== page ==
Resenting Motherhood: How I found Joy in being a Mom
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Thursday, February 15, 2018
By Joy & Charley
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I knew I was pregnant.

 

I knew even before you technically are suppose to (i.e.. I hadn't even missed a period yet.) I had gone over for Chinese take out at a close friend's house, and as I opened the Chicken Lo Mein, I was over come with a smell of fish. My stomach turned, and I think I turned green. My friend asked what's wrong? 

 

"I'm pregnant. I just know it. This chicken dish smells like seafood and making me want to throw up. That's it. I know I'm pregnant."

 

We went on to list all the other pregnancy symptoms, and I mentally made note if I was experiencing any others. 

 

Yup. They were all there. I had just gotten married the month before, and at the tender age of 23 I found myself expecting my first child.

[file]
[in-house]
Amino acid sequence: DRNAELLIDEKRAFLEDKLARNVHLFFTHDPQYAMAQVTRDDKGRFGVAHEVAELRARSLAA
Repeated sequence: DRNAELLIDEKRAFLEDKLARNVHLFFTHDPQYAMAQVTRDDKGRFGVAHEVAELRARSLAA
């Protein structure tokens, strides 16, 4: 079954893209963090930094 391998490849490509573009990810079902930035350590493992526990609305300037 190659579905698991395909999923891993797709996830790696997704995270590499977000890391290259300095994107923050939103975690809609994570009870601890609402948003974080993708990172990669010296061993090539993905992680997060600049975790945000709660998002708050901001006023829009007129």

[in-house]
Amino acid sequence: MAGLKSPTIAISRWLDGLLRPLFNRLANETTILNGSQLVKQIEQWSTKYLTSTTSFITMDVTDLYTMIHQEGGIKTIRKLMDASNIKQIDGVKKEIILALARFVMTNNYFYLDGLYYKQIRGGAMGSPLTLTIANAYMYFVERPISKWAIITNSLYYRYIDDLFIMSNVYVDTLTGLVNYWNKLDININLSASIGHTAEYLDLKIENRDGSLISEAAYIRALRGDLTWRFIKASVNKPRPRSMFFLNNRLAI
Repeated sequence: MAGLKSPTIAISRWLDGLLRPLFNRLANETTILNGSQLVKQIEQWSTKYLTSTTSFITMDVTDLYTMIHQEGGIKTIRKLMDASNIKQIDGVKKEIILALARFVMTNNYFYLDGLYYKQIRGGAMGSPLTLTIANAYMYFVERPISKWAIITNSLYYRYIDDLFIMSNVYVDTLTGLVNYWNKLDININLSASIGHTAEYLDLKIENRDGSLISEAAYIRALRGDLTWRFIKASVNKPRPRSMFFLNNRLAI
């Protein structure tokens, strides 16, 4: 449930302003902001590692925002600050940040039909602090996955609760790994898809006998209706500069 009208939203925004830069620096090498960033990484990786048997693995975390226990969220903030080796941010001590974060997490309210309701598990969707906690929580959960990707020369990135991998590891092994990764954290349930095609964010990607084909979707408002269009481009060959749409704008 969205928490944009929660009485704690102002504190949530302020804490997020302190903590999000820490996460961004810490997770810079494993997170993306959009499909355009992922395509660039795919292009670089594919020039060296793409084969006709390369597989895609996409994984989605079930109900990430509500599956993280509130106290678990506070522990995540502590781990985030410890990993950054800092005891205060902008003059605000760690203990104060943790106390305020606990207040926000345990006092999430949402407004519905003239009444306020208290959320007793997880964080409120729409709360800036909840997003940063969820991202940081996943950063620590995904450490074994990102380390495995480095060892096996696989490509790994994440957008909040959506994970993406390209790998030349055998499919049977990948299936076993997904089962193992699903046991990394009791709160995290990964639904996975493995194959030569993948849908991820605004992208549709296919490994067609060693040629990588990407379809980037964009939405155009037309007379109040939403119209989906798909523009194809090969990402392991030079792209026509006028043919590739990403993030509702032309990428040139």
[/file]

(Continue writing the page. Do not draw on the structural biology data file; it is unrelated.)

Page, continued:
I wasn't ready.

 

That's all I could think every time I raced to a bathroom for the umpteenth time that day. I'm not ready for this.

 

Well, babies come as babies do. And a short 8 months later, my little bundle of all boy arrived. 

 

I was over-joyed. I was, I really was. Ok I was joyed--not over-joyed.

 

I was in love with him. All ten little fingers, and all ten little toes. He was perfect.

 

I also was hormonally psycho, and can clearly remember crying hysterically while I loaded dishes. My hand covering my face as I sobbed. My son was maybe 10 days old. This is forever, I thought. 

 

F-O-R-E-V-E-R (in the voice of smalls, only you 80's kids will appreciate that reference.)